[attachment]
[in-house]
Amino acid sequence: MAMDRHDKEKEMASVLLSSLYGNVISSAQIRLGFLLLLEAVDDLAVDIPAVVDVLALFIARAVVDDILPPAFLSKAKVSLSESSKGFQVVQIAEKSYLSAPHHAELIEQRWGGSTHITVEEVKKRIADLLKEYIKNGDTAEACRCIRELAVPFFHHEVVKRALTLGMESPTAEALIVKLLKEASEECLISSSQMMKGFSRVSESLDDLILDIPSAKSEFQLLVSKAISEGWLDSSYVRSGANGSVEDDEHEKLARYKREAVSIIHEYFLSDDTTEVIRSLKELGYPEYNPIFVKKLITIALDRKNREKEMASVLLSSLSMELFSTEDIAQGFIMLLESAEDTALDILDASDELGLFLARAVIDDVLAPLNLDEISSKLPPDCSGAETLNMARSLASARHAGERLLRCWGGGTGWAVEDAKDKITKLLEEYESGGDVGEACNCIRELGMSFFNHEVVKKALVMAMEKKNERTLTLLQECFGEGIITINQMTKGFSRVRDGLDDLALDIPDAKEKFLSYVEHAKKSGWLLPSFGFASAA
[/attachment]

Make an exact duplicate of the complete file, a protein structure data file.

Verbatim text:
[in-house]
Amino acid sequence: MAMDRHDKEKEMASVLLSSLYGNVISSAQIRLGFLLLLEAVDDLAVDIPAVVDVLALFIARAVVDDILPPAFLSKAKVSLSESSKGFQVVQIAEKSYLSAPHHAELIEQRWGGSTHITVEEVKKRIADLLKEYIKNGDTAEACRCIRELAVPFFHHEVVKRALTLGMESPTAEALIVKLLKEASEECLISSSQMMKGFSRVSESLDDLILDIPSAKSEFQLLVSKAISEGWLDSSYVRSGANGSVEDDEHEKLARYKREAVSIIHEYFLSDDTTEVIRSLKELGYPEYNPIFVKKLITIALDRKNREKEMASVLLSSLSMELFSTEDIAQGFIMLLESAEDTALDILDASDELGLFLARAVIDDVLAPLNLDEISSKLPPDCSGAETLNMARSLASARHAGERLLRCWGGGTGWAVEDAKDKITKLLEEYESGGDVGEACNCIRELGMSFFNHEVVKKALVMAMEKKNERTLTLLQECFGEGIITINQMTKGFSRVRDGLDDLALDIPDAKEKFLSYVEHAKKSGWLLPSFGFASAA